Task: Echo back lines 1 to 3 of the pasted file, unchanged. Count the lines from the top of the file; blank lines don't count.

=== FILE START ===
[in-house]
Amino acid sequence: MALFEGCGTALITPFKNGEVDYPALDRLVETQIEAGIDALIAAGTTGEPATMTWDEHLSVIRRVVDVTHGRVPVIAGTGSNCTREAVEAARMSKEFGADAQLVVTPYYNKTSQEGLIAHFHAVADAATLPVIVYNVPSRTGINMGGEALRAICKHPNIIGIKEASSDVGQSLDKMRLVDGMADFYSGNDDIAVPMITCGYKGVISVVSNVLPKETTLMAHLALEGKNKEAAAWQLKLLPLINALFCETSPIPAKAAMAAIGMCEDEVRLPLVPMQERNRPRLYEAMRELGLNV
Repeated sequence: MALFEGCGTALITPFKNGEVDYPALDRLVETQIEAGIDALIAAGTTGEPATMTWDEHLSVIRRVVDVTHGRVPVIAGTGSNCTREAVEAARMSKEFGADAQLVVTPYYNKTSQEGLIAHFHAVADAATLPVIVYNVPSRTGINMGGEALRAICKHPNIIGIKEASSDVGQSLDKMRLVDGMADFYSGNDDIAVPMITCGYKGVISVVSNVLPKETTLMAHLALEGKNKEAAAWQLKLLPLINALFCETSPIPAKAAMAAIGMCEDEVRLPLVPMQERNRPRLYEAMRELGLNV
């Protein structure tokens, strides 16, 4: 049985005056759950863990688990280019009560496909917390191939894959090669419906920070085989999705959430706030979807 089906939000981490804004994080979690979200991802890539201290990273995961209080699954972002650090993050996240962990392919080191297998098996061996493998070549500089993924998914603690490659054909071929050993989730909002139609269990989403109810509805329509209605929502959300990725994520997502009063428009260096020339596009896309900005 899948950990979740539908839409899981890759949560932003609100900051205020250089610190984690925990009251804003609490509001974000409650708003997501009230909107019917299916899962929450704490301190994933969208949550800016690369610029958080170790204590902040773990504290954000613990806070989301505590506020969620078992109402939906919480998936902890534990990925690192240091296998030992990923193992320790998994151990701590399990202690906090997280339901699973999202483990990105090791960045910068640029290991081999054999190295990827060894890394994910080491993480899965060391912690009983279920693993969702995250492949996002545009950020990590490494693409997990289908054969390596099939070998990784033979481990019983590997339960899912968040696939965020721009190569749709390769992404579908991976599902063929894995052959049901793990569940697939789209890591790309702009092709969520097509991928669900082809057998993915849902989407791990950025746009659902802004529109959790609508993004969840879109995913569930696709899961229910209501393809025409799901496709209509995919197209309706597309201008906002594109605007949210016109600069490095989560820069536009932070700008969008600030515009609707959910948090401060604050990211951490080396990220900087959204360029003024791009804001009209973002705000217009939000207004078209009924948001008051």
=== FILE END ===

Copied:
[in-house]
Amino acid sequence: MALFEGCGTALITPFKNGEVDYPALDRLVETQIEAGIDALIAAGTTGEPATMTWDEHLSVIRRVVDVTHGRVPVIAGTGSNCTREAVEAARMSKEFGADAQLVVTPYYNKTSQEGLIAHFHAVADAATLPVIVYNVPSRTGINMGGEALRAICKHPNIIGIKEASSDVGQSLDKMRLVDGMADFYSGNDDIAVPMITCGYKGVISVVSNVLPKETTLMAHLALEGKNKEAAAWQLKLLPLINALFCETSPIPAKAAMAAIGMCEDEVRLPLVPMQERNRPRLYEAMRELGLNV
Repeated sequence: MALFEGCGTALITPFKNGEVDYPALDRLVETQIEAGIDALIAAGTTGEPATMTWDEHLSVIRRVVDVTHGRVPVIAGTGSNCTREAVEAARMSKEFGADAQLVVTPYYNKTSQEGLIAHFHAVADAATLPVIVYNVPSRTGINMGGEALRAICKHPNIIGIKEASSDVGQSLDKMRLVDGMADFYSGNDDIAVPMITCGYKGVISVVSNVLPKETTLMAHLALEGKNKEAAAWQLKLLPLINALFCETSPIPAKAAMAAIGMCEDEVRLPLVPMQERNRPRLYEAMRELGLNV